Turkey has launched its long-planned military operation in north-east Syria, with Kurdish forces reporting widespread airstrikes and “huge panic”, The Guardian reports.
Turkish president Recep Tayyip Erdoğan announced the launch of “Operation Peace Spring” in an afternoon tweet, just days after US president Donald Trump announced the withdrawal of US troops from the region. Air strikes and artillery fire have begun hitting the Turkey-Syria border, with civilians fleeing deeper inside the Kurdish-held region. Meanwhile, three more Australian dual nationals trapped in Syria have been stripped of their Australian citizenship ($), while the children of “ISIS bride” Zehra Duman may have also lost the right to claim theirs.
THE WORST OFFENDERS
The Guardian and the Climate Accountability Institute have revealed the 20 firms behind one-third of the world’s carbon emissions, shining a light on the outsized culpability of fossil fuel companies. The list is a mix of investor-owned companies, such as Chevron, Exxon, BP and Shell, and state-owned companies including Gazprom and Saudi Aramco, the latter responsible for 4.38% of the global total alone.
Closer to home, analysis shows that planned fossil fuel developments in northern Australia would push Paris climate goals beyond reach, while several Liberal MPs — including Tim Wilson, Dave Sharma, and Katie Allen — have signed on to a crossbench-led climate action committee.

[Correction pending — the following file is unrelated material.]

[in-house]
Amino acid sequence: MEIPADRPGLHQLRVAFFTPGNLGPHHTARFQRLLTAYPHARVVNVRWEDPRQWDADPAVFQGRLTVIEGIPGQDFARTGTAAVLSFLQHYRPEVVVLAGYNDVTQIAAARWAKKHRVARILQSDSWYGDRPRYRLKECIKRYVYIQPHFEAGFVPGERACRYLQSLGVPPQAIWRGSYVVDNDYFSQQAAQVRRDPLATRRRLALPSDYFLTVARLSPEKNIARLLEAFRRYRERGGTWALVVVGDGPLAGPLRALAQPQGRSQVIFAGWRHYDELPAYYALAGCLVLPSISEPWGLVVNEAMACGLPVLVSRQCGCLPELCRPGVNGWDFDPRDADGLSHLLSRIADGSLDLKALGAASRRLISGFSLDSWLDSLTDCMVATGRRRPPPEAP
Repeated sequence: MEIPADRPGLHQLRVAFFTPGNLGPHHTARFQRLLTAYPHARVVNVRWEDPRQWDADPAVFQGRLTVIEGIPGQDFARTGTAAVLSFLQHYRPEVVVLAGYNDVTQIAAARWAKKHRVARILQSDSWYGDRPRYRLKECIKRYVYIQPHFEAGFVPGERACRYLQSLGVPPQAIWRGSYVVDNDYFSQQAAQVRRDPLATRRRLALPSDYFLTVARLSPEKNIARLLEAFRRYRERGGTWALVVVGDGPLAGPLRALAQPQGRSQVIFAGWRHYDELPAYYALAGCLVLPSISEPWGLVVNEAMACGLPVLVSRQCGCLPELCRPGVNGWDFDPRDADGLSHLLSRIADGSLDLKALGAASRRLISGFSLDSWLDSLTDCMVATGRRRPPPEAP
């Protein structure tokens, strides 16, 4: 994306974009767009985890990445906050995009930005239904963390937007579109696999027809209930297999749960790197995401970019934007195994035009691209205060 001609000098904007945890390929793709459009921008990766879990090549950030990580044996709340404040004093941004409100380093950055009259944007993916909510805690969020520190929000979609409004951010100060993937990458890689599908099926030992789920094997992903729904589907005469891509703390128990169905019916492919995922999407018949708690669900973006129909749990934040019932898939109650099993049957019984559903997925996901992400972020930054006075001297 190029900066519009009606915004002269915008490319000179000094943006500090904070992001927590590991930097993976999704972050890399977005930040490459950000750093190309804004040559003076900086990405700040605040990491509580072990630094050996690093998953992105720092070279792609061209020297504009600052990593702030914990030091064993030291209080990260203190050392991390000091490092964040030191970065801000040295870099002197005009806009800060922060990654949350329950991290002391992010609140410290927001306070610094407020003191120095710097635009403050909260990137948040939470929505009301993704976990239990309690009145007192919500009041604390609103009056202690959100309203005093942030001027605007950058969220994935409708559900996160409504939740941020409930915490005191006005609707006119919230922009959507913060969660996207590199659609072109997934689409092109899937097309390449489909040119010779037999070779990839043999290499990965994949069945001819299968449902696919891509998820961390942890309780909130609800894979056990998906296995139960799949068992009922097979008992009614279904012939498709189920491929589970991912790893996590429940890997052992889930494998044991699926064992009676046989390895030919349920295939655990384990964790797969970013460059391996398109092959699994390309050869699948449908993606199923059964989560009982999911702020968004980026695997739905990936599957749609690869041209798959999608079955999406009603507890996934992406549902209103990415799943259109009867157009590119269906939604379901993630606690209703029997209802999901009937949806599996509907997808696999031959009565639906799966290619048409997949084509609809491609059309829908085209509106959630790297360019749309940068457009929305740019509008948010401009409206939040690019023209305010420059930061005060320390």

UN V MORRISON
UN human rights commissioner Michelle Bachelet has criticised Australia’s asylum-seeker policies, saying she fears our “public narrative” surrounding asylum seekers could be weaponised via misinformation and racism, the ABC reports.
Bachelet used a Whitlam Institute Oration in Sydney to raise concerns with offshore processing and prolonged mandatory detention, noting our politicians were far from alone in using migrants as convenient scapegoats. She also made reference to Prime Minister Scott Morrison’s recent “negative globalism” remarks, perceived by many as a veiled swipe at the UN, saying there was “rarely a serious gap between the interest of humanity, and the national interest of [a] country”.
THEY REALLY SAID THAT?
It’s one of the nicest things that has been said about me for a long time. A ‘non-cooperative crusty’, absolutely superb – do they taste good? That’s my thought, I think they do.
Boris Johnson’s father tells a London Extinction Rebellion demonstration that he is proud to call himself an “uncooperative crusty”, as Boris has labelled the British protesters, 800 of whom have been arrested since Monday.
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CRIKEY QUICKIE: THE BEST OF YESTERDAY
“In 2017, Feng went to China to talk with human rights lawyers and liberals within the government, as he had been doing for many years. He says he was used to being followed by the secret police and came to regard such surveillance as the cost of doing academic research. But this time he was detained for a week in his hotel room and interrogated. ‘Who pays you?’ they asked him, warning that a long jail term was on the cards. Throughout the week their interrogation revealed that not only was Feng under surveillance in Australia, but there were paid informants on the ground reporting on his movements and his meetings, including some with prominent non-Chinese Australians.”